Posted by: davidhayden | May 16, 2010

How do you know when your CNC job will make money?

Many small shops I have worked with started as a simple concept making a single part in a garage or small space. At first more of a hobby than a business. (much like my little publishing company).

Then things change usually for the better. As the shops continue to do good work they start getting more parts from the same customer or more customers. Somehow, with a lot of effort what started as an avocation or hobby in a garage, is now a small business.

There are a couple if issues that arise when a small company starts to grow. Both are vitally important to survival and sustained growth. The first and the primary topic of this article is understanding the break even analysis. Just as important, and the subject of a future article is the art of managing cash flow. Without a good understanding of both these concepts, the chance of survival is minimal if not non-existent.

So what is the break even analysis? The break even analysis answers the basic question about how much work do you have to do to earn back the money you have invested in a job. For example, suppose you are making door panels on your CNC Router or maybe brass bushings for for some medical device. Obviously after you buy the raw materials, you are not going to make your money back on the first door panel or brass bushing. So how many do you have to make to become profitable?

Good question. To understand to solution to the problem, you first have to understand the language of the break even analysis.

Fixed Cost (FC): The sum of all costs required to produce the first unit of a product. This is a fixed amount and does not change with an increase or decrease in units produced. For example, if you are just setting up your shop to make the custom panels you may have fixed expenses that include: the cost of the router, the cost of shipping the router, the additions to your garage to accommodate the router, the cost to have a larger electrical service added to the garage, and so on. These are expenses you have to make to enable you to go into the CNC router business.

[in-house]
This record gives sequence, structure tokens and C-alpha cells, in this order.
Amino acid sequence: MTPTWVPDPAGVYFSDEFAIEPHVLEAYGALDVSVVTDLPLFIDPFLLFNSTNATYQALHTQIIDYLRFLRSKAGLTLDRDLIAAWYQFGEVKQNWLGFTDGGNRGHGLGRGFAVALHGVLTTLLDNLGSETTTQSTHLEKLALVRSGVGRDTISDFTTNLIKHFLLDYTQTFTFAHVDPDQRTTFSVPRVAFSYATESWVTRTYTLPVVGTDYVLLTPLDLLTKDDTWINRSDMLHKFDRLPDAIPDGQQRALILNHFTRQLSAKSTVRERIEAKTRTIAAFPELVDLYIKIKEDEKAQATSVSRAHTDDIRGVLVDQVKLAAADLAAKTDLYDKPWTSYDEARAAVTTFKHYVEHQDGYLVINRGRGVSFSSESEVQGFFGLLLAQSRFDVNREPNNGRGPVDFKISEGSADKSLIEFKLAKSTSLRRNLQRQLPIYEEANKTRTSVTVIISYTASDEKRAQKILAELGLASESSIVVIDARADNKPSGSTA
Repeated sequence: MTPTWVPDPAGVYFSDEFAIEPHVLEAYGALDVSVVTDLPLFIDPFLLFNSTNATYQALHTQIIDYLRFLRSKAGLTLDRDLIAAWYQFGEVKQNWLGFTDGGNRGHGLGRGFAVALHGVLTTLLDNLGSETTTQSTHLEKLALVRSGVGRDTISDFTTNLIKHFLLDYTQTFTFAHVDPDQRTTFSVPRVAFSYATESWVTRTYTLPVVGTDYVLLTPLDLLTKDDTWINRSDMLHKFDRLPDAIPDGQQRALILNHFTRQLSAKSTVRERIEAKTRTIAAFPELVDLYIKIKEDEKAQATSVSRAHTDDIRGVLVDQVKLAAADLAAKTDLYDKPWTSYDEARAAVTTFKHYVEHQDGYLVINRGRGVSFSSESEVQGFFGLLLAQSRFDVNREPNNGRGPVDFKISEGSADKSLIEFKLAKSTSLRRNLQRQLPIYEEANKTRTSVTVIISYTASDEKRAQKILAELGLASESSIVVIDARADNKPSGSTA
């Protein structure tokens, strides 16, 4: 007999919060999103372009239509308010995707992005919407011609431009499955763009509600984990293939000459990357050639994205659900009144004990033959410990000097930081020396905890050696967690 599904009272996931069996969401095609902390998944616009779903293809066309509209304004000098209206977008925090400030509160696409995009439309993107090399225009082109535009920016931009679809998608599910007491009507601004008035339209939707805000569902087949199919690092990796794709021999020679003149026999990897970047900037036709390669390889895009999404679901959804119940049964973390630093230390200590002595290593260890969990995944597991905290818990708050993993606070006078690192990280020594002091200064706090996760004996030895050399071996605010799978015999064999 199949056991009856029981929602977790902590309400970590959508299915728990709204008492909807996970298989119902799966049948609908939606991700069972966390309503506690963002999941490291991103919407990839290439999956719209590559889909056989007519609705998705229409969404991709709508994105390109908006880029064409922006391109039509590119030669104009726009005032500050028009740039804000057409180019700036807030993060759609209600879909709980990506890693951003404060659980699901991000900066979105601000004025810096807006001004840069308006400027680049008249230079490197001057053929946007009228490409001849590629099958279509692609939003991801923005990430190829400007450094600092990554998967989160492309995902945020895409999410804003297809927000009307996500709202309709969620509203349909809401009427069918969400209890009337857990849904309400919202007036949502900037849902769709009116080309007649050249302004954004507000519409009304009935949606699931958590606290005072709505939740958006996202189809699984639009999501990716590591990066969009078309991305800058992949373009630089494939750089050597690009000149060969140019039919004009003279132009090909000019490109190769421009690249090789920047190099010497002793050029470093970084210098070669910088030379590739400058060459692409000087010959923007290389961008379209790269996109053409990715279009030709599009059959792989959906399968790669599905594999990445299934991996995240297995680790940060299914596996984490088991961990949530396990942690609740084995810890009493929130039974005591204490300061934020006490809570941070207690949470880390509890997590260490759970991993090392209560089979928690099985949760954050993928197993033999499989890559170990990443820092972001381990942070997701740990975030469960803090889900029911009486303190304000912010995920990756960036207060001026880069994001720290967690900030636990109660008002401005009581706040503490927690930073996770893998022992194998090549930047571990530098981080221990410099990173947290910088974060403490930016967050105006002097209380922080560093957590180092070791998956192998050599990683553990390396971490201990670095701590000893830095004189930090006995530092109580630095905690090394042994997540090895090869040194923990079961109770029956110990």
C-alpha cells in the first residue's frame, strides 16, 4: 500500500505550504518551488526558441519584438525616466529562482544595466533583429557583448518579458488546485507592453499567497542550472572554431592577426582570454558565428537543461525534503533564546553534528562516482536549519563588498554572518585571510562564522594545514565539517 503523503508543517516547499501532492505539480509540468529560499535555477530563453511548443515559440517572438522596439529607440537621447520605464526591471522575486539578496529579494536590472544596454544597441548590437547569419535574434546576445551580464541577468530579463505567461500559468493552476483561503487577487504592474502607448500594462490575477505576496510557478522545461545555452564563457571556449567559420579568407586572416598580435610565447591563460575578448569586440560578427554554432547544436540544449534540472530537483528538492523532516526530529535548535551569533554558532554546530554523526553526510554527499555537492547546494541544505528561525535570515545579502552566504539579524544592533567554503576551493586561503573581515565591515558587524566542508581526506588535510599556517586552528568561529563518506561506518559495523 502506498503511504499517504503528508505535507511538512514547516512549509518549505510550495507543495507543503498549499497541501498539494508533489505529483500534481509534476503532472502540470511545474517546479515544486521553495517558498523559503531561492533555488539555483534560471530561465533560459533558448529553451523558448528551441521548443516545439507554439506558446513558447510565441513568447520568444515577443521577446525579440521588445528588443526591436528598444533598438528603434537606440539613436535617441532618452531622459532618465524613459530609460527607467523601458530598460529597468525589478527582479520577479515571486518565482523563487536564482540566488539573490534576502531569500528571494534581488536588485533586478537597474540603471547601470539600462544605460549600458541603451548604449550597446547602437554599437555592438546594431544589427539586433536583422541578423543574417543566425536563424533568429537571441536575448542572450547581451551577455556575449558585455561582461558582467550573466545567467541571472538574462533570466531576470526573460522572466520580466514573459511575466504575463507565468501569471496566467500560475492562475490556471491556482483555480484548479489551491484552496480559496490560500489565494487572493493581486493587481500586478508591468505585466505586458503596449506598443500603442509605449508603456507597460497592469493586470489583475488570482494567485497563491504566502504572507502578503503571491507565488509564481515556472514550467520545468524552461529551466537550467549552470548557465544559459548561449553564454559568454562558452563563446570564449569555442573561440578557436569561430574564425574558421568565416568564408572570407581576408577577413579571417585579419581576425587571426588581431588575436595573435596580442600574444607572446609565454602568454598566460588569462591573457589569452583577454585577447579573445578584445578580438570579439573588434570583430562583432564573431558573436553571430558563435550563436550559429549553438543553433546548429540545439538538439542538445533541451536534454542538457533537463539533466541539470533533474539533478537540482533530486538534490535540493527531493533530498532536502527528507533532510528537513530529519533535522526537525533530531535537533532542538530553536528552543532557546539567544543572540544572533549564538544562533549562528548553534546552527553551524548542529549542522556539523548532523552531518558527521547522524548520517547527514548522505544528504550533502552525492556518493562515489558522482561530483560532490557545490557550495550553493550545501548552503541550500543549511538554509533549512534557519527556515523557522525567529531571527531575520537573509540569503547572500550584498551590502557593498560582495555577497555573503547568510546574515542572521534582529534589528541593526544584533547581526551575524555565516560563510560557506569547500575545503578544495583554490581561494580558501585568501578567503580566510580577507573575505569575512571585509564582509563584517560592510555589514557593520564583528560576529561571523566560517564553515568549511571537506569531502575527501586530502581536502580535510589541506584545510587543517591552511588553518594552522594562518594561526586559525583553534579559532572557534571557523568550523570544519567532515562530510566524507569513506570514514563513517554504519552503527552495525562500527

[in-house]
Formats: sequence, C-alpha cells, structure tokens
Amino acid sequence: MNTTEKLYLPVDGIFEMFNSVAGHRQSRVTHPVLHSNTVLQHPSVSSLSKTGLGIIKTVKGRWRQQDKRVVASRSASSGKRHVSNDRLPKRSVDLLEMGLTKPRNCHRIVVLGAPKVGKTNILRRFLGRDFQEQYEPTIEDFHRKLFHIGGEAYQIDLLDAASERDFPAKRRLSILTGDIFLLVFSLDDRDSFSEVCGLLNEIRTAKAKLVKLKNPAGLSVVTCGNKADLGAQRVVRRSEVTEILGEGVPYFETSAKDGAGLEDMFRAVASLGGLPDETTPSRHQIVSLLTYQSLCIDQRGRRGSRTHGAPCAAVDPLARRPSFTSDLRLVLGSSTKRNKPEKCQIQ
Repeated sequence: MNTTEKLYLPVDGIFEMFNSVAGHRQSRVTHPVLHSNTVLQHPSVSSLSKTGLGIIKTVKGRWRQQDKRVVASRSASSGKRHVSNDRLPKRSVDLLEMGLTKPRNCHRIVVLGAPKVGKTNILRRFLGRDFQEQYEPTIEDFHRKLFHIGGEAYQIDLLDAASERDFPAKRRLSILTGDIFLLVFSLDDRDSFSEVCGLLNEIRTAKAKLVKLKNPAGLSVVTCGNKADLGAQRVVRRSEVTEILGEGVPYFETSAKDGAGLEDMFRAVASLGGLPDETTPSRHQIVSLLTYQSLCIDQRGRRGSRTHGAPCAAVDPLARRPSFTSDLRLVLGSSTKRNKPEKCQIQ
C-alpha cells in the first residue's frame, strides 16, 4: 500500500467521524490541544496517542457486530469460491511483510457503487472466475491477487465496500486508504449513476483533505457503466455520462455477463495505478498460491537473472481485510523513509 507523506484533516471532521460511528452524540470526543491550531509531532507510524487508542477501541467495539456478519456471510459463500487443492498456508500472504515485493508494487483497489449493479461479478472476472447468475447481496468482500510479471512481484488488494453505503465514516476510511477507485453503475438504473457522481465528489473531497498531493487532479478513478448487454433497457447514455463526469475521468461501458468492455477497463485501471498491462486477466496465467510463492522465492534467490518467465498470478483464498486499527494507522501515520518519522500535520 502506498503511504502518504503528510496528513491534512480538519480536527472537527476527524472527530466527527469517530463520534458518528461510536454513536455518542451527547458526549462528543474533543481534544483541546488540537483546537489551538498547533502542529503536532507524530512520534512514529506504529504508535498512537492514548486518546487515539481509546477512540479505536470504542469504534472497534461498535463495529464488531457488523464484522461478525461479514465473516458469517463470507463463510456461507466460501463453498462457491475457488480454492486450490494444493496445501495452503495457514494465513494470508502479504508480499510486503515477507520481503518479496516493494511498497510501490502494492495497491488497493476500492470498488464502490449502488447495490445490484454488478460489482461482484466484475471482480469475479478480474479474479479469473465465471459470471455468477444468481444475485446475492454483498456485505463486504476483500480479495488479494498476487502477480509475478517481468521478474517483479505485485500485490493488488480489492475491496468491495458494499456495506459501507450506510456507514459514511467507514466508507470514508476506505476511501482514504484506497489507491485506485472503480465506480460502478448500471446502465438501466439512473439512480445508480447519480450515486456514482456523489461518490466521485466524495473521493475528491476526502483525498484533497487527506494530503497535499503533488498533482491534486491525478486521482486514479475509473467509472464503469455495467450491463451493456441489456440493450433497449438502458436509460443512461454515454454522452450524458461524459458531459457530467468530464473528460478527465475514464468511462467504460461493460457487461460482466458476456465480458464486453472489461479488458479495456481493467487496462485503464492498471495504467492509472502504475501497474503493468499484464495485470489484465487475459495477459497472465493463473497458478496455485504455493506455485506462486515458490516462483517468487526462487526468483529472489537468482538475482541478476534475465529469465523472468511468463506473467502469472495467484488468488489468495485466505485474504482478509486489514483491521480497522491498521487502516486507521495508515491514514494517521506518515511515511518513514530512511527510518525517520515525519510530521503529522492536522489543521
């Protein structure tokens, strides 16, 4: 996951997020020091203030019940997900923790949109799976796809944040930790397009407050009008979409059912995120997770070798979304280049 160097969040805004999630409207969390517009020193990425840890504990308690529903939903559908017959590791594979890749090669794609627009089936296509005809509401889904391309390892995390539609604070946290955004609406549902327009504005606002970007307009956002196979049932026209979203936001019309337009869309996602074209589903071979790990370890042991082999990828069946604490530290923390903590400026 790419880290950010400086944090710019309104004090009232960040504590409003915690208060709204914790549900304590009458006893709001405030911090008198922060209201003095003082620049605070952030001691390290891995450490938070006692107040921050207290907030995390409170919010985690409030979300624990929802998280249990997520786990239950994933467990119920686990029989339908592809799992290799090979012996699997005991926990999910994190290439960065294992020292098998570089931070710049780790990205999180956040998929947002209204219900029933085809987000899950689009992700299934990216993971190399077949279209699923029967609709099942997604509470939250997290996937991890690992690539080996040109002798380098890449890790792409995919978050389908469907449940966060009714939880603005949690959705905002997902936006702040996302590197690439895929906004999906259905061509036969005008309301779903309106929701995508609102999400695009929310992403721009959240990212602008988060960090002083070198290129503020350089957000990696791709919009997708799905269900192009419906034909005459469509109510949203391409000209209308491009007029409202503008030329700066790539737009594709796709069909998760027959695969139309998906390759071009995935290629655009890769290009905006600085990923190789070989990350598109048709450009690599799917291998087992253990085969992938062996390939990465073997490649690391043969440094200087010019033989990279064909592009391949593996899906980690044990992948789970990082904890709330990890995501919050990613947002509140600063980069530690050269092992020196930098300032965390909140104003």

Variable Cost (VC): Costs that vary directly with the production of one additional unit. These costs would include such things as: the cost of the wood, the cost of electricity used, the cost of consumable items like router bits, glue, sand paper, and so on. If you never run the router, you will not have any of these expenses. But as your volume increases, so do your expenses.

Unit Price (UP): This is the amount of money you charge the customer for each unit they buy. Obviously the more you charge, the sooner you may be able to break even on the job. But as we all know, there is a limit to what we can charge. So this number must be something greater than your variable cost and something less than or equal to what the market will pay for the unit.

Contribution (C): Often called profit, this it the amount of money you earn per unit that is in excess of the variable cost. For example, if your variable cost to make a unit is $15 and you sell the unit to the customer for $20, the contribution is $5.

I like to call this contribution rather than profit and here is why. Suppose you paid $10,000 for a CNC router and you made 100 door panels at $5 “profit” ($20 UP – $15 VC= $5 Contribution) each. Have you really made a profit in your business? Not yet, you are still $9,500 away from breaking even. BUT, you have contributed $500 towards paying off the fixed expense.

So the first simple formula to remember is Contribution = Unit PriceVariable Cost (C=UPVC).

There is an old joke we used to throw around in a shop I worked for. At the time we were selling some finished parts at a price that was below our variable costs. Our joke was “that’s ok, we will make it up on volume!”

Break Even (BE): The break even defines how many units must be sold to recover all fixed and variable costs before a single dollar of real profit has been earned. The formula for calculating the Break Even point is very simple. It is Break Even = Fixed Costs / Contribution (BE=FC/C).

So, if you have been following along with the door panel example, you know that to break even on the investment, the shop must sell 2000 door panels.

FC = $10,000
VC = $15
UP= $20
C = UPVC = $5
BE= FC/C = $10,000/$5 = 2000 units

Here is another reason to think in terms of contribution instead of profit. Suppose you want to invest in a new machine. Your current machine is maxed out and can produce no more. So you need to expand. Obviously, you probably not pay off the machine with the first order you take. In fact, until you ramp up your sales, it is possible the machine may spend a good bit of time sitting idle.

If you only think in terms of “profit” you could make one of two classic mistakes. The first is that you see a job where you stand to make a large per piece “profit” and you really want that job. It is easy to fall into the trap of buying the machine for the one job then find your self paying for a piece of hardware that sits most of the time.